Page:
Global Digital Ad Spend Picks Up Pace
Digital ad spending has surpassed TV in the UK and newspapers in Japan. With its growth trajectory, it is poised to be the leading source of advertising worldwide within a couple of years.
Important Details: The first quarter numbers are in for the US news industry. Overall advertising was down 9.7%, with online advertising showing growth of 4.9%. Those numbers show that the bleeding of revenues experienced by newspaper companies is slowing. However, it is worth remembering that the first quarter of 2009 — the comparables against which the 9.7% decline is measured — was the depth of the Great Recession, as panic gripped everyone. The optimism is tempered, a sense of possible returning stability, even though this quarter’s measure is being compared to one of the worst quarters in US history.
The facts, looking globally, point to digital advertising becoming the number one category of ad spend, across the Western world, in the next several years.
Last year in the UK, which experienced brutal recession, digital ad spend surpassed TV ad spend — and grew by 4.2% year over year. Europe as a whole, in just-released numbers, grew 4.5%. Last year in Japan, also gripped by the economic turndown, digital ad spend has surpassed newspapers — and grew 1.2% year over year. In addition, the first-quarter data on digital advertising shows it is coming roaring back, with positive comparables to a year ago, compared to newspapers’ negative ones. In the US, digital advertising grew at 7.5% for the first quarter.
In the US, digital ad spend remains third ($22.7 billion in 2009), behind TV ($26.2 billion in 2009) and newspapers ($24.6 billion in 2009). Given the still-negative trajectory of newspapers and TV recovering, but more slowly than digital, it’s not hard to see digital becoming number one soon.
Implications: Remember how Eric Schmidt proclaimed the end of the recession night last August, and said Google would start buying companies rapidly, which it’s now done at the astounding rate of one a month? Google, the prime barometer of the velocity of digital advertising, calculated that the recession was just a hiccup for it and the digital ad industry. For the newspaper industry — which gets no more than 15% of ad revenue from digital sources — the recession was a big complication; the patient was already sick, and what was a hiccup for Google was chronic indigestion for newspapers.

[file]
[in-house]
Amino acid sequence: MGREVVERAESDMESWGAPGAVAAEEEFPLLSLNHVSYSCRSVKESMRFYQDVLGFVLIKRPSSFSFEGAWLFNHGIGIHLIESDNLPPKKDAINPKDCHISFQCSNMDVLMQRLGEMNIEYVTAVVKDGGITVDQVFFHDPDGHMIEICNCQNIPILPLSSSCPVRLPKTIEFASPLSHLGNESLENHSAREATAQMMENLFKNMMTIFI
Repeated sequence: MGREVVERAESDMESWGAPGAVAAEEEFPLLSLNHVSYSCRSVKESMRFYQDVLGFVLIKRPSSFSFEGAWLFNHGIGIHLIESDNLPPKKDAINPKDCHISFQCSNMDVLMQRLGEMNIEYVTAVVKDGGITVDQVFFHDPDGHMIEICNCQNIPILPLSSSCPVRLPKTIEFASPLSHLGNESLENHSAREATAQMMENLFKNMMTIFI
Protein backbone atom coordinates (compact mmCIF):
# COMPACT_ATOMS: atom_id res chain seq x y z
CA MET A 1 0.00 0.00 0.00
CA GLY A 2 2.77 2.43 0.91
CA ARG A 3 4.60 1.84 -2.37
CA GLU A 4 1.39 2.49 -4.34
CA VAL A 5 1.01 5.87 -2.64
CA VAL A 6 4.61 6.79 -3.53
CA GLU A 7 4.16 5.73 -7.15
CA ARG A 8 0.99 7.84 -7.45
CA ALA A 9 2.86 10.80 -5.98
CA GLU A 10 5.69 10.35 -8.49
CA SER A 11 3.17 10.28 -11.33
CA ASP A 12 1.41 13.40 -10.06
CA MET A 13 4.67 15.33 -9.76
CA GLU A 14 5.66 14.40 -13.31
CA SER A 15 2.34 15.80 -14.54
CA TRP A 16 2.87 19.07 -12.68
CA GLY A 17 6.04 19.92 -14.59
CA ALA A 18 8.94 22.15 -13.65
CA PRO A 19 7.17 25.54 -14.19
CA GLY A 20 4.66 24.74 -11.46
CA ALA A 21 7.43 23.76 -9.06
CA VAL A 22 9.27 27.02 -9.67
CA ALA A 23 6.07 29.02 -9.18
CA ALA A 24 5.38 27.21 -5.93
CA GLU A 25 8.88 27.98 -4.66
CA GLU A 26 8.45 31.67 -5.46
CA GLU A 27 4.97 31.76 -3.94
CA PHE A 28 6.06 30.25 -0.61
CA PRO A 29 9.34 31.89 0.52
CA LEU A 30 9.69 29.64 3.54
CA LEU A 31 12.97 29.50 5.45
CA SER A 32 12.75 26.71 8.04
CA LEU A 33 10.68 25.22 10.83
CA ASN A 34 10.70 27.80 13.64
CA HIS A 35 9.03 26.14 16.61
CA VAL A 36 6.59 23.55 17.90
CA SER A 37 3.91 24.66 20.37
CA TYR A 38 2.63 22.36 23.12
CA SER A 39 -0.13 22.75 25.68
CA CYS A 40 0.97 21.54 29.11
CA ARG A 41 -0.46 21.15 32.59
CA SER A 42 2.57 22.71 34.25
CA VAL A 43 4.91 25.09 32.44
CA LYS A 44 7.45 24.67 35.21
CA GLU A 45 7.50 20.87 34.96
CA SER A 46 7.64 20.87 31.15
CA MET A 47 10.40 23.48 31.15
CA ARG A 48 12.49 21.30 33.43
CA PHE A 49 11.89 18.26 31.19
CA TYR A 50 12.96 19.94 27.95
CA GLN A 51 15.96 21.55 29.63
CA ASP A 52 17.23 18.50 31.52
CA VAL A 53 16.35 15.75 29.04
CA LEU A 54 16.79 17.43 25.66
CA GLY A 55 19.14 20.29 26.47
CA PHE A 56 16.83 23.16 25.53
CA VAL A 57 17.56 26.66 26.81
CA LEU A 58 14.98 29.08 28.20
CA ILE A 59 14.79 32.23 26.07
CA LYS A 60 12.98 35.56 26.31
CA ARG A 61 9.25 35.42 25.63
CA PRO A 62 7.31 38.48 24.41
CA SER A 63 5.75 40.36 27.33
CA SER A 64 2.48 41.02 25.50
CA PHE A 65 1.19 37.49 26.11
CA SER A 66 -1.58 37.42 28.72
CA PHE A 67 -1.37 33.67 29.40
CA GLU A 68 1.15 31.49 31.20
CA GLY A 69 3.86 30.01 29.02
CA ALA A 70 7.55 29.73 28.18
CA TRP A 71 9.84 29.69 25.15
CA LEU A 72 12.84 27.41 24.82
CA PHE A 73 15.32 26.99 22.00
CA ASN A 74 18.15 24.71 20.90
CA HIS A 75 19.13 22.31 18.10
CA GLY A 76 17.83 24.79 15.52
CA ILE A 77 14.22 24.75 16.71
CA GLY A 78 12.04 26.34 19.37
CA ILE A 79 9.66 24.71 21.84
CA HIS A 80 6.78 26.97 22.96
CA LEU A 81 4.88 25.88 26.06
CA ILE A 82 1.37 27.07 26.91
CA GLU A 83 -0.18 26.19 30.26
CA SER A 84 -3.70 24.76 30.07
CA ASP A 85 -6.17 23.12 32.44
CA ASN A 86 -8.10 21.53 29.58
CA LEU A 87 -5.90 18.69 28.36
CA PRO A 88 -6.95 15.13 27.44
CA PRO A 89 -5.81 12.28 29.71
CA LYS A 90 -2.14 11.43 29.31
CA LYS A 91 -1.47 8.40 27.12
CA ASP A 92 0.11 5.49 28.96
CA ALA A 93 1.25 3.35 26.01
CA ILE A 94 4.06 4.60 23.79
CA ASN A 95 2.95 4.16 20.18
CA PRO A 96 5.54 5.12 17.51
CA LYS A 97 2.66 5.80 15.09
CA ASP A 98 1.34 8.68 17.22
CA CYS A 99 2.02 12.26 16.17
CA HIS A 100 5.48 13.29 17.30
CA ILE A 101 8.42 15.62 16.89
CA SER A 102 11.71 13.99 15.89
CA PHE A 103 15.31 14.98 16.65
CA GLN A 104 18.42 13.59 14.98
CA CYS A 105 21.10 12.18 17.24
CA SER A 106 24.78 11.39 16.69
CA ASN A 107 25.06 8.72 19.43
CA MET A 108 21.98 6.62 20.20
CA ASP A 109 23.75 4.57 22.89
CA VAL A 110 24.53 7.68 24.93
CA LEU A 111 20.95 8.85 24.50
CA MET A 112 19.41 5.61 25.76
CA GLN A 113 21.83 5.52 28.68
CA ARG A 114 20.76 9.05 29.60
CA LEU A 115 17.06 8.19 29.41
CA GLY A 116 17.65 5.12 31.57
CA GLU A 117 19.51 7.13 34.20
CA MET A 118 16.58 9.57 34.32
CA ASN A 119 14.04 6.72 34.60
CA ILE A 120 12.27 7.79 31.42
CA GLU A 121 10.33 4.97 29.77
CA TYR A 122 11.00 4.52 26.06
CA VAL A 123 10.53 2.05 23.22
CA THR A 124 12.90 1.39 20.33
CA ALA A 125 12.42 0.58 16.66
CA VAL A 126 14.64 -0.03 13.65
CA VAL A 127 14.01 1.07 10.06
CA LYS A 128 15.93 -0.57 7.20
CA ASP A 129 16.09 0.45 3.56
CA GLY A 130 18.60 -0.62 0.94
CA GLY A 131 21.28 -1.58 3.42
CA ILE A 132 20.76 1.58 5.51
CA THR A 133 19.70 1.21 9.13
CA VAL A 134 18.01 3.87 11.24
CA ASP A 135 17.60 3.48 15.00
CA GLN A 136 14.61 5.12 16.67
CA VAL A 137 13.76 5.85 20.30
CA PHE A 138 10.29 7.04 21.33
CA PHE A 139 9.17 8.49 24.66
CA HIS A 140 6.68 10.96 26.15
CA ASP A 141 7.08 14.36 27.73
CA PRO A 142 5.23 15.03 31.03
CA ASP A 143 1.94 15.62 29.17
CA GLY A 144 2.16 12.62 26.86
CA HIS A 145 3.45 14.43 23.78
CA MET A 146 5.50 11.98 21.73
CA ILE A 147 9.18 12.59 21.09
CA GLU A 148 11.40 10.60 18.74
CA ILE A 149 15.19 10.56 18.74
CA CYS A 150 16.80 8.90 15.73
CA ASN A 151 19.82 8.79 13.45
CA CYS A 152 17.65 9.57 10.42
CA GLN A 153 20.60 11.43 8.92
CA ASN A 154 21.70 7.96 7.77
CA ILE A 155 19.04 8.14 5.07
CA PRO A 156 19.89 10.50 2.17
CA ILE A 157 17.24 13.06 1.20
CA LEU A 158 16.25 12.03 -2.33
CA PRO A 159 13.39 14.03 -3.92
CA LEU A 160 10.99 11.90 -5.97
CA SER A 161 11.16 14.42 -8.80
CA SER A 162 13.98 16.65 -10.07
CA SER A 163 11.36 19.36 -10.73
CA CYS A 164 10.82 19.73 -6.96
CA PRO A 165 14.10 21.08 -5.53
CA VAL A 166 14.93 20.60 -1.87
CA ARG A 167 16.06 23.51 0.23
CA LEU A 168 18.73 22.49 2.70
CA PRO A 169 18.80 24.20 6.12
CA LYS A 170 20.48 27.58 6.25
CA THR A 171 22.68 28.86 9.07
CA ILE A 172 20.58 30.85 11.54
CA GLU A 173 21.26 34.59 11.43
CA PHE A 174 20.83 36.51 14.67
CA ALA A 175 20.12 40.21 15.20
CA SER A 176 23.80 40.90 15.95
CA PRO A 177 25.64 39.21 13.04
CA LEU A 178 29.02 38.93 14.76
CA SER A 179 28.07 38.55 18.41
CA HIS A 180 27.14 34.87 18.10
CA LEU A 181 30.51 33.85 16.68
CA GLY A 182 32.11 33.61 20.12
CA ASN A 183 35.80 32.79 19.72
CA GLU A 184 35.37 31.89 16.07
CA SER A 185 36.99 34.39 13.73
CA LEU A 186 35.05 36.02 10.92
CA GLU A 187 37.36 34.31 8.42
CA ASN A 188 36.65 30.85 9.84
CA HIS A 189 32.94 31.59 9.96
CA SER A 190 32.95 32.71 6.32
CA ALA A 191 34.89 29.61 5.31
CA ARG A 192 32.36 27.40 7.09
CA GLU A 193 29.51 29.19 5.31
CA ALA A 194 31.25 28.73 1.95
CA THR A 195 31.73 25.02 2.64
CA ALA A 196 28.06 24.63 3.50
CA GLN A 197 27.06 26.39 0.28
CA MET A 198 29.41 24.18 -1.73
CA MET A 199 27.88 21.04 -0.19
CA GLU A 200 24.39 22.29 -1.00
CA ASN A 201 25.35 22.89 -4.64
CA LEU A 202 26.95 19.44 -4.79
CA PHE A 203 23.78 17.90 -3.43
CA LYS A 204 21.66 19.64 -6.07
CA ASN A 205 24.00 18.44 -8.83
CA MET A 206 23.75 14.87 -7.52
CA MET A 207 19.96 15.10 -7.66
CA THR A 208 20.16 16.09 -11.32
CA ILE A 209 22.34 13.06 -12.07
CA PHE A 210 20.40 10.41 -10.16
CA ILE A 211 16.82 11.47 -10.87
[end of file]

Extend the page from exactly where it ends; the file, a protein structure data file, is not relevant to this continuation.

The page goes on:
Put together those two trajectories — trying to get to positive growth for newspaper companies, while still trimming expenses compared to double-digit positive growth for the biggest beneficiaries of digital advertising, which are hiring (Google alone, 800 in the first quarter) and buying companies (Apple is on a buy-a-company-a-month spree as well), preparing themselves for more growth.
Here’s another number that’s important, in this big scheme of things, in the where-the-world is going vs. where it’s been reckoning: Of digital advertising — not only soon to be #1, but also the fastest-growing kind of advertising — newspaper companies get maybe 10 or 12% of the total digital ad spend. That’s compared to a 20% share of the total ad spend that they consistently got in the pre-digital world. So while they do partake in this fastest-growing ad category, and companies like McClatchy and Hearst, among others, are more rapidly pushing online-only sales, they’re collectively taking in dimes of the digital dollars, while the big aggregators are getting the biggest shares.
One last wrinkle here. It’s still so early in the digital ad game. Yes, digital ads are poised to become #1, but we’re seeing a further acceleration of spending here. Think what’s developed just since the first year of the year: Google gets AdMob approval from the FTC, Twitter gets moving with Promoted Tweets, Facebook multiplies in commercial presence, and Apple gets into the ad business big-time with iAds. Lastly, the iPad — with its fast adoption curve — is turning the heads of top digital ad agencies, eager to test the brand-immersive capabilities of the platform.
It’s early in the digital ad game, but as digital advertising is poised to become the leading ad category, that ascendancy poses even more questions for news companies trying to find dollars, pounds, euros and yen — and stability.